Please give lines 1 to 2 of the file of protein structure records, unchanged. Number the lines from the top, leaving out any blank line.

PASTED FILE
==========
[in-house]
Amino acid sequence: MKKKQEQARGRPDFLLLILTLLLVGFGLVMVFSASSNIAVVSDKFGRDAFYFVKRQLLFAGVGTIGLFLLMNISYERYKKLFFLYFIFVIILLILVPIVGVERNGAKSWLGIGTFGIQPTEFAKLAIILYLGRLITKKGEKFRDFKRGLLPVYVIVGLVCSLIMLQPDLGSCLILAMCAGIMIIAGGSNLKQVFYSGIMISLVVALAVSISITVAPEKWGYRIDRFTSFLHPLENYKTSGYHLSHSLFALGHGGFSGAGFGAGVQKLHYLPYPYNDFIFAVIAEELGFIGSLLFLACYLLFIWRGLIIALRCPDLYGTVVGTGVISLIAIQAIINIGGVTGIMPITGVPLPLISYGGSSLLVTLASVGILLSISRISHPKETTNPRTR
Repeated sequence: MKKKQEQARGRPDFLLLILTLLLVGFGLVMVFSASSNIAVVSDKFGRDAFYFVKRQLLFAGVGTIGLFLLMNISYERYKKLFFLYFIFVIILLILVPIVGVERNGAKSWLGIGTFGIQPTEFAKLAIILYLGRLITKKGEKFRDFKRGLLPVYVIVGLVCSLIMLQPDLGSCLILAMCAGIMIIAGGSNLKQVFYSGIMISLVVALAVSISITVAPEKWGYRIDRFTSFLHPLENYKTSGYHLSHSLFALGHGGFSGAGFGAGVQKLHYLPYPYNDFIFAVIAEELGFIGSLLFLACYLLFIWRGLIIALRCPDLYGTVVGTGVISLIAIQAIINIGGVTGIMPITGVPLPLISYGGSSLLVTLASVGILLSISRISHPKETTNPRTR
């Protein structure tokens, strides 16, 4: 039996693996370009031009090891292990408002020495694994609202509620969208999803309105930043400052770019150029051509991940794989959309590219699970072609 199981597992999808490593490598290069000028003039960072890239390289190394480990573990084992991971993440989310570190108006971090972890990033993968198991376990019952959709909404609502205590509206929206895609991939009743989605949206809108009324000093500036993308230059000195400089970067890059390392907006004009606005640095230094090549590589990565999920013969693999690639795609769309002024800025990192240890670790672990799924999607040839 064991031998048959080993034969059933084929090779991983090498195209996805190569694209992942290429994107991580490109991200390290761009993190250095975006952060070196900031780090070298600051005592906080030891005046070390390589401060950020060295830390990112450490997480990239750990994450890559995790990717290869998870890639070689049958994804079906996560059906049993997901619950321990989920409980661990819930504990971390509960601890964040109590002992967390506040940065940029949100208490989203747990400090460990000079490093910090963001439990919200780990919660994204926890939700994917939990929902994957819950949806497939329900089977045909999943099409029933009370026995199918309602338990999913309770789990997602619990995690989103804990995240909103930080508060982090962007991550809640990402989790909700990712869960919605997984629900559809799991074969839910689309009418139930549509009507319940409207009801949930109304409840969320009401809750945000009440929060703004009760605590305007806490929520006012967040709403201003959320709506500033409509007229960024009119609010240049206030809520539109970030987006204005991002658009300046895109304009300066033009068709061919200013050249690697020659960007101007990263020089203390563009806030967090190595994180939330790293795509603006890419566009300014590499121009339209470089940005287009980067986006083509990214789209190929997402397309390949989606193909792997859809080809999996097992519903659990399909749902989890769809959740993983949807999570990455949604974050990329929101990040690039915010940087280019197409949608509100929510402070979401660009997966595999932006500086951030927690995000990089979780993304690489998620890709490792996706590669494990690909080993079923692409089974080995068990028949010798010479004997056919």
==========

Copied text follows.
[in-house]
Amino acid sequence: MKKKQEQARGRPDFLLLILTLLLVGFGLVMVFSASSNIAVVSDKFGRDAFYFVKRQLLFAGVGTIGLFLLMNISYERYKKLFFLYFIFVIILLILVPIVGVERNGAKSWLGIGTFGIQPTEFAKLAIILYLGRLITKKGEKFRDFKRGLLPVYVIVGLVCSLIMLQPDLGSCLILAMCAGIMIIAGGSNLKQVFYSGIMISLVVALAVSISITVAPEKWGYRIDRFTSFLHPLENYKTSGYHLSHSLFALGHGGFSGAGFGAGVQKLHYLPYPYNDFIFAVIAEELGFIGSLLFLACYLLFIWRGLIIALRCPDLYGTVVGTGVISLIAIQAIINIGGVTGIMPITGVPLPLISYGGSSLLVTLASVGILLSISRISHPKETTNPRTR